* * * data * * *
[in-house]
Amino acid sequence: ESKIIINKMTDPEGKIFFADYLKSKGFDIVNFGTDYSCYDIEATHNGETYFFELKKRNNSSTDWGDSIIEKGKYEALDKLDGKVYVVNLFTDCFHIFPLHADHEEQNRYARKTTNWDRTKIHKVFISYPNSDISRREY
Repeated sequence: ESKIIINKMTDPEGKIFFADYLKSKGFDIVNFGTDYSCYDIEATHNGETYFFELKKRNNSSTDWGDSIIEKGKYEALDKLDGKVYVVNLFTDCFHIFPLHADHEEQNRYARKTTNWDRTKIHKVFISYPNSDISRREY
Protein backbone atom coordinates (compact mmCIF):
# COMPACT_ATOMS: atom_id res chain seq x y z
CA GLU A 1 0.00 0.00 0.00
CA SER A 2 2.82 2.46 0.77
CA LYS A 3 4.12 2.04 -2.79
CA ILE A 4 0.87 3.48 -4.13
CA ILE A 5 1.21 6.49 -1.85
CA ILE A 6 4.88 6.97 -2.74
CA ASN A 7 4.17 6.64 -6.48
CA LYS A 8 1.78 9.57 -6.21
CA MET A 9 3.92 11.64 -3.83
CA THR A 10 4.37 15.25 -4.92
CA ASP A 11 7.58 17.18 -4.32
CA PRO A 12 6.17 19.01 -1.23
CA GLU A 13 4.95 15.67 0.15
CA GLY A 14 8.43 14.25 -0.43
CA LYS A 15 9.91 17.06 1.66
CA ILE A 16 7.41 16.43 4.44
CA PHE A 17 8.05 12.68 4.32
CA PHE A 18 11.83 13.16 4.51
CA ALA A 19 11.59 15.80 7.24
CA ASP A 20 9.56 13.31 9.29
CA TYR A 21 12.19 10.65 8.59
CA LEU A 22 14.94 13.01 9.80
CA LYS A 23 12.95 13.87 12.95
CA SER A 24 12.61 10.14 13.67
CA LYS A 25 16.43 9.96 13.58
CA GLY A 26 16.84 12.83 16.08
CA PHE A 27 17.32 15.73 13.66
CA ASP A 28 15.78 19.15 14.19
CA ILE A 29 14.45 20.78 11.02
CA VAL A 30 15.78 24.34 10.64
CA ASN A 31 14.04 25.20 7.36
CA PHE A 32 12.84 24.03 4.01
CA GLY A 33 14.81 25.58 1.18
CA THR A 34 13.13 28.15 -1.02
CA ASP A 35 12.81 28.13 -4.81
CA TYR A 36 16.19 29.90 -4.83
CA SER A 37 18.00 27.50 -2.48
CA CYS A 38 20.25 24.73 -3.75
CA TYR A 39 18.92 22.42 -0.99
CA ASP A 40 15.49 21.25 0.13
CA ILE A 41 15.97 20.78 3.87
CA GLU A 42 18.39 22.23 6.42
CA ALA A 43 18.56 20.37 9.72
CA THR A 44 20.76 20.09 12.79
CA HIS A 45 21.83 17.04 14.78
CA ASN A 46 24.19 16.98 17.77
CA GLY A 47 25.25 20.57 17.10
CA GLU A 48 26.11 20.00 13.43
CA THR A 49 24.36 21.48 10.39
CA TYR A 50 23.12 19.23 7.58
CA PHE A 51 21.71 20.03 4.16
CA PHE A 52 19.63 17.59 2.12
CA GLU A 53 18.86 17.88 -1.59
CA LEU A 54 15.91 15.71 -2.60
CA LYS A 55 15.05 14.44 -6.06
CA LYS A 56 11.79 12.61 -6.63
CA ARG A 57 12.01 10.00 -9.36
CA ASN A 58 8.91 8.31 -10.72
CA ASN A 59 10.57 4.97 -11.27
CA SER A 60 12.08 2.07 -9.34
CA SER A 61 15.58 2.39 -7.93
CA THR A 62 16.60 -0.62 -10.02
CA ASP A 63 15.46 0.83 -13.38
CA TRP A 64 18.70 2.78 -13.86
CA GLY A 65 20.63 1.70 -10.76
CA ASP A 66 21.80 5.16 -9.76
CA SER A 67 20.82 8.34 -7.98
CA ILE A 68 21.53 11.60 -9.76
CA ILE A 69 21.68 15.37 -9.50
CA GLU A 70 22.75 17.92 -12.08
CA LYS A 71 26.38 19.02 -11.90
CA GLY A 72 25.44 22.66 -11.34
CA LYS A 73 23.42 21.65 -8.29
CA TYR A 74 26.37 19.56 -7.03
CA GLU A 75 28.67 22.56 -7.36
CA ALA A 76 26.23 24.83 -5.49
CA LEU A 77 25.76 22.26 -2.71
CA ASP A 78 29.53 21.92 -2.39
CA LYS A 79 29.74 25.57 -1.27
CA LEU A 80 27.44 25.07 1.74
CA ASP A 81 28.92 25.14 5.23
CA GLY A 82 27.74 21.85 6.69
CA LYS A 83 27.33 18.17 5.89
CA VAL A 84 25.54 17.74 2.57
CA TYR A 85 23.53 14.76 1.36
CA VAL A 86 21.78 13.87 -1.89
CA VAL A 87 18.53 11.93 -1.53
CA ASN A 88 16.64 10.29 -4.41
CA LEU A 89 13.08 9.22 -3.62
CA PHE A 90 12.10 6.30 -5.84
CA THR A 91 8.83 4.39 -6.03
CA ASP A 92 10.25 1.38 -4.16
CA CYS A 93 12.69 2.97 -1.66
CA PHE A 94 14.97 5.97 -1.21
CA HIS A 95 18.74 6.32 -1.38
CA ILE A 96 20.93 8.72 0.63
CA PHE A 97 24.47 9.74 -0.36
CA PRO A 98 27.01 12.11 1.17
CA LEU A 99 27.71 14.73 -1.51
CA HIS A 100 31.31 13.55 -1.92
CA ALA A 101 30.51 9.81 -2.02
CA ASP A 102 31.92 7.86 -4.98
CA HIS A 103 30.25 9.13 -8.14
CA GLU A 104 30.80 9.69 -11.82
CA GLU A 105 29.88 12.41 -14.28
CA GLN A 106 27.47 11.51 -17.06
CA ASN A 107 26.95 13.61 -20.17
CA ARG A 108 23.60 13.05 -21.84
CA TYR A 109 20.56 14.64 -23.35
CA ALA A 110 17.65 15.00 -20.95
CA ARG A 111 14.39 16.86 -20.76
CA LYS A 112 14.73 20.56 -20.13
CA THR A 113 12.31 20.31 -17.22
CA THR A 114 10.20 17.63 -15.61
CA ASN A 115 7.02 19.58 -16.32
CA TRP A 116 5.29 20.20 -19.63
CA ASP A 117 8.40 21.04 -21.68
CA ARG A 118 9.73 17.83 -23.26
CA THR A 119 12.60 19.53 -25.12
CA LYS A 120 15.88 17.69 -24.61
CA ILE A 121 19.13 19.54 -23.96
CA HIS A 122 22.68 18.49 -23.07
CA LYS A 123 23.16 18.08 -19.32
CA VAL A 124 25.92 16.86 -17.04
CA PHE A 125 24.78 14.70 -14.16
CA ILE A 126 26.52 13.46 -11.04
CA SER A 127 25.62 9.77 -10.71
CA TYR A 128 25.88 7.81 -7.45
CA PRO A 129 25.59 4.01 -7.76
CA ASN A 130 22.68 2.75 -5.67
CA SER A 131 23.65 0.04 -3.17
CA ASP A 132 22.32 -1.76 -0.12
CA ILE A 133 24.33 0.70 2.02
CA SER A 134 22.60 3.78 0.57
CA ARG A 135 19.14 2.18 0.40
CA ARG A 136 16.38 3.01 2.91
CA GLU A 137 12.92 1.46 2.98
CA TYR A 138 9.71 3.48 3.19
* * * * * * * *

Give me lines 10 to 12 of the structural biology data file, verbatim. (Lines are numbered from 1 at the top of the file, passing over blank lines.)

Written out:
CA ILE A 5 1.21 6.49 -1.85
CA ILE A 6 4.88 6.97 -2.74
CA ASN A 7 4.17 6.64 -6.48